“Many of the leading drivers of emerging infectious diseases, such as deforestation, natural resource extraction, and agricultural expansion, are causing wide-scale biodiversity loss and ecological degradation, which in turn have other serious consequences for public health. Faced with the impacts of these drivers, the health and environment communities are constantly responding to pressures outside of their control. I am excited to work at EcoHealth Alliance to shape more preventive solutions with a range of sectors. Scientists, governments, industry, consumers, multilateral organizations – we all have a meaningful role to play in sustainable development that promotes the health of our environment and our own species.”
Catherine Machalaba is a policy advisor at EcoHealth Alliance. She supports the organization’s efforts to operationalize One Health approaches for more coordinated and preventive systems that promote human, animal, and environmental health given their integral links. As part of the USAID Emerging Pandemic Threats PREDICT-2 project, she is currently analyzing the effectiveness of One Health policies and practices. Catherine manages the Future Earth oneHEALTH project, which seeks to understand the health implications of current and anticipated global environmental change to identify healthy and sustainable solutions. She works closely on One Health initiatives with the United Nations Convention on Biological Diversity (CBD) and Office for Disaster Risk Reduction (UNISDR), as well as the World Bank.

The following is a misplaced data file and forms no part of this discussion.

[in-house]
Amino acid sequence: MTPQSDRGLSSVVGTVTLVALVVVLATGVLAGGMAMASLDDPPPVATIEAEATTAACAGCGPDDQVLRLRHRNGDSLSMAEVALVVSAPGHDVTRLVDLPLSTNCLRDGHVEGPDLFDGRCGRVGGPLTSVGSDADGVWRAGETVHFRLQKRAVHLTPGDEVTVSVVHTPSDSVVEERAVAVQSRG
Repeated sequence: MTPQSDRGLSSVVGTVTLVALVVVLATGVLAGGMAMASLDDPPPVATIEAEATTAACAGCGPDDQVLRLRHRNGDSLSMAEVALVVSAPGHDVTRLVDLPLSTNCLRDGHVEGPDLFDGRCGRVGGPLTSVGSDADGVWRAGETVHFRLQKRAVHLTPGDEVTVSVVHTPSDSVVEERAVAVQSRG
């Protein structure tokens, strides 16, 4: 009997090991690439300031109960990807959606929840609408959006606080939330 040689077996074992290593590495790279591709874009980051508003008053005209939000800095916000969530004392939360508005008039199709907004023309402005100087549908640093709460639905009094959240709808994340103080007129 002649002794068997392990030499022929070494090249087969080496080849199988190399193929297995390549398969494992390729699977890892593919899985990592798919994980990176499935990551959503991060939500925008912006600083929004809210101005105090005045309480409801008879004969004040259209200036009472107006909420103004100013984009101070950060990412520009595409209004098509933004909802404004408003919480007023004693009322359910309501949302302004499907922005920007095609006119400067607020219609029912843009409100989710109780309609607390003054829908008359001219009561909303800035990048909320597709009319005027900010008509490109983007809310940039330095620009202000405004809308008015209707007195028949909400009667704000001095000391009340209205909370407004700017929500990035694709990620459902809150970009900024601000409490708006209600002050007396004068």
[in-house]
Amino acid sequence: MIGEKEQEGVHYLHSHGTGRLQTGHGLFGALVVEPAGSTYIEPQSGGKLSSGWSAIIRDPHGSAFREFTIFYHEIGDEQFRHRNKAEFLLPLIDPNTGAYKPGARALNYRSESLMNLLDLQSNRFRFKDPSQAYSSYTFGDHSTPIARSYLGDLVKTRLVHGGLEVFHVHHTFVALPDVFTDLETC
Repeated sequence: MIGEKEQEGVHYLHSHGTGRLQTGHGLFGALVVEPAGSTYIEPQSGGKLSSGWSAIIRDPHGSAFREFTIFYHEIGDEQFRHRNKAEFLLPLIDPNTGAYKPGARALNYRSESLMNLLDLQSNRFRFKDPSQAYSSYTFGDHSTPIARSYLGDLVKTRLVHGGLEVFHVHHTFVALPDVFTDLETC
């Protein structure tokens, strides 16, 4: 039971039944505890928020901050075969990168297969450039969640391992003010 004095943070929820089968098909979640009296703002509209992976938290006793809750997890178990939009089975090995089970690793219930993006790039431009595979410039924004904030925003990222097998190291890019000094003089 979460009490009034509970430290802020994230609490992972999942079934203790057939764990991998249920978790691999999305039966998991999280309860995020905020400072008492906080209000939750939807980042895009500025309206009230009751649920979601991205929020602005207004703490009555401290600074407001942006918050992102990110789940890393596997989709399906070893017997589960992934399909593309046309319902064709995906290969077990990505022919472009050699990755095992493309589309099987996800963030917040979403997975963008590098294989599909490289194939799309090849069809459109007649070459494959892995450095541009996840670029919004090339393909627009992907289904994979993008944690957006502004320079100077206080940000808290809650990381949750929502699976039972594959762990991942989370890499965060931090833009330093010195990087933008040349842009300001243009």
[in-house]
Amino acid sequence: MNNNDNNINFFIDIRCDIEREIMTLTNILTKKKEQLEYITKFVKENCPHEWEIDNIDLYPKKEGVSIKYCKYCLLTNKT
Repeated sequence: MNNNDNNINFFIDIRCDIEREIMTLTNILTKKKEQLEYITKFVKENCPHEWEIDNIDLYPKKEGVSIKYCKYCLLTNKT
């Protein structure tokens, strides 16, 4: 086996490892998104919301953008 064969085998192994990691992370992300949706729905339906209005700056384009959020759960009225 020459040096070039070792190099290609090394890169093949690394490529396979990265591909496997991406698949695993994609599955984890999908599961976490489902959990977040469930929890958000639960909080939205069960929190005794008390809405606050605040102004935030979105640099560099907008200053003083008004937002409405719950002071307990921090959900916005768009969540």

Catherine is the Program Officer for the IUCN Species Survival Commission (SSC) Wildlife Health Specialist Group and is a member of the IUCN SSC Policy Subcommittee. She also serves as Chair of the American Public Health Association Veterinary Public Health Special Primary Interest Group.
She has a strong interest in public health systems strengthening toward more preventive and integrated approaches. Prior to joining EcoHealth Alliance, Catherine conducted a fellowship in healthcare systems engineering, interned with the Vermont Attorney General on tobacco control policy, and worked in a public health department on West Nile virus and Lyme disease surveillance and outreach. She holds a degree in biology from Wake Forest University, a Masters in Public Health from Dartmouth, and is currently a doctoral student in environmental and occupational health at City University of New York.